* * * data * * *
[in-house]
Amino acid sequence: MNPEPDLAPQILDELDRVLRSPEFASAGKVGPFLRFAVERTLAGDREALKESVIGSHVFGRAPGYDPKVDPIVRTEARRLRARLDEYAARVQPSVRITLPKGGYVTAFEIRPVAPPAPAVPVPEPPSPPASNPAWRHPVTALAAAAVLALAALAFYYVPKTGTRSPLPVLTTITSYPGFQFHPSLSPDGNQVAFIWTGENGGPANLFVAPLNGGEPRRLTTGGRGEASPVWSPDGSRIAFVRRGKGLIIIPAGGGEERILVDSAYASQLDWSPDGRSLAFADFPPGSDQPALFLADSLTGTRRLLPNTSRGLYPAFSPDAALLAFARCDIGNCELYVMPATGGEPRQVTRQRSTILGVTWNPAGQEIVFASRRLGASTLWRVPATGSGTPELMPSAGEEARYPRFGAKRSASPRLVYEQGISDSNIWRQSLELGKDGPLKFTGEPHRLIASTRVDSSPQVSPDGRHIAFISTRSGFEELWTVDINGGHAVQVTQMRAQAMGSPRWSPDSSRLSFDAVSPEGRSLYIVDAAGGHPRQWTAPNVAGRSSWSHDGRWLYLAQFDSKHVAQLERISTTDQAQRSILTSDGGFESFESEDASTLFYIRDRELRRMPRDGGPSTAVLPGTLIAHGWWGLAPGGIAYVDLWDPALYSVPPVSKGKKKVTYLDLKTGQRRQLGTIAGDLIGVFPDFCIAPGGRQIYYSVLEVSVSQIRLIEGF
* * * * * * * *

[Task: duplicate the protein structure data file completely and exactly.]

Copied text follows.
[in-house]
Amino acid sequence: MNPEPDLAPQILDELDRVLRSPEFASAGKVGPFLRFAVERTLAGDREALKESVIGSHVFGRAPGYDPKVDPIVRTEARRLRARLDEYAARVQPSVRITLPKGGYVTAFEIRPVAPPAPAVPVPEPPSPPASNPAWRHPVTALAAAAVLALAALAFYYVPKTGTRSPLPVLTTITSYPGFQFHPSLSPDGNQVAFIWTGENGGPANLFVAPLNGGEPRRLTTGGRGEASPVWSPDGSRIAFVRRGKGLIIIPAGGGEERILVDSAYASQLDWSPDGRSLAFADFPPGSDQPALFLADSLTGTRRLLPNTSRGLYPAFSPDAALLAFARCDIGNCELYVMPATGGEPRQVTRQRSTILGVTWNPAGQEIVFASRRLGASTLWRVPATGSGTPELMPSAGEEARYPRFGAKRSASPRLVYEQGISDSNIWRQSLELGKDGPLKFTGEPHRLIASTRVDSSPQVSPDGRHIAFISTRSGFEELWTVDINGGHAVQVTQMRAQAMGSPRWSPDSSRLSFDAVSPEGRSLYIVDAAGGHPRQWTAPNVAGRSSWSHDGRWLYLAQFDSKHVAQLERISTTDQAQRSILTSDGGFESFESEDASTLFYIRDRELRRMPRDGGPSTAVLPGTLIAHGWWGLAPGGIAYVDLWDPALYSVPPVSKGKKKVTYLDLKTGQRRQLGTIAGDLIGVFPDFCIAPGGRQIYYSVLEVSVSQIRLIEGF